The U.N. Refugee Agency (UNHCR) says it is joining some 30 other organizations in condemning the recent murder of a Nigerian national in the Ukrainian capital of Kiev. The victim was found dead with multiple knife wounds on the evening of May 29. Lisa Schlein reports for VOA from UNHCR headquarters in Geneva.
This is the latest in a series of attacks against foreigners in Ukraine. Police say the motive for the fatal attack against the Nigerian migrant is unknown. But, human rights groups are not satisfied with this response and are asking for a thorough investigation into the killing.
Spokeswoman for the U.N. refugee agency, Jennifer Pagonis, says the UNHCR, the International Organization for Migration (IOM) and some 30 other groups belonging to the Diversity Initiative human rights coalition are urging the Ukrainian authorities to look at the possibility that the attack was racially motivated. They have asked to be kept informed of the outcome of the investigation.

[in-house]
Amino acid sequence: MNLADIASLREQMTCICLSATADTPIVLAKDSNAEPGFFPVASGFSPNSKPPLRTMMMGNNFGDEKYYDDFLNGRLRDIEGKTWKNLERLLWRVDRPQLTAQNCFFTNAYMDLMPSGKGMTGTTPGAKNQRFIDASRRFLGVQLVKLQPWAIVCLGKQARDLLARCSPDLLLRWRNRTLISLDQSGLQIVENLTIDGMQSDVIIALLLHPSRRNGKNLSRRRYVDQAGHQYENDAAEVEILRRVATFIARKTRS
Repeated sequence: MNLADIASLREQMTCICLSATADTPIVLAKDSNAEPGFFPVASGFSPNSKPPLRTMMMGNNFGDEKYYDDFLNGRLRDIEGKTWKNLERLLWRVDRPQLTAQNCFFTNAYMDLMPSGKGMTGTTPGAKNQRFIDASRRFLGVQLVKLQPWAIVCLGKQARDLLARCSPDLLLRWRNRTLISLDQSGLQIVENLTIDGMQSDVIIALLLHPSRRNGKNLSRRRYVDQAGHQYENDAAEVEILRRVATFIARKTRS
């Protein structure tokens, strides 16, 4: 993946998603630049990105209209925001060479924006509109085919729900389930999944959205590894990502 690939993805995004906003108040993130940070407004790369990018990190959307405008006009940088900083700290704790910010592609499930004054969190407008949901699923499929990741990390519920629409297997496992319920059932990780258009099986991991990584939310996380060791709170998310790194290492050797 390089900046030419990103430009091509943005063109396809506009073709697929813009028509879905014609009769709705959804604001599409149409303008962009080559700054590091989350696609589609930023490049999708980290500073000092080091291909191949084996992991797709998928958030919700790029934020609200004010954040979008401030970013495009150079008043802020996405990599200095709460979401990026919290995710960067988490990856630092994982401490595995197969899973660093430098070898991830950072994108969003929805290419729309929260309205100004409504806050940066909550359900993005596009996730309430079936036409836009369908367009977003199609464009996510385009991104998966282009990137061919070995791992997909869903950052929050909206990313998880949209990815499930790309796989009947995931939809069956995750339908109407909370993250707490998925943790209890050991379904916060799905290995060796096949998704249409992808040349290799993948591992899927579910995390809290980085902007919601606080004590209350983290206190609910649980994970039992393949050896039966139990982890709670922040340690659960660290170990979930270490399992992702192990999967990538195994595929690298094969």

"Over the past two years, human rights groups have reported increasingly violent attacks on foreigners and non-Ukrainians in Kiev and elsewhere in the country," she said. "UNHCR and IOM have repeatedly expressed concern over unprovoked attacks, beatings and verbal abuse aimed at asylum seekers, refugees, migrants, foreigners and minorities in Ukraine. According to anecdotal evidence collected by the Diversity Initiative from victims, media sources and non-governmental organizations, there have been at least 40 such attacks so far in 2008, including four murders."
Pagonis says the victim had approached the UNHCR office in Kiev two years ago seeking legal assistance. At the time, she says he did not meet the criteria for asylum.
The International Organization for Migration says Ukraine is a destination country as well as a transit country for migrant workers from West and Central Africa. It says most of the attacks, which have occurred, have been targeted against Africans.
An IOM official says his agency is planning to start an information campaign to fight xenophobia in Ukraine. He says it will be patterned after a campaign that was started in South Africa following the attacks against foreign migrants there.
He says IOM plans to air messages of tolerance and understanding in the country's media.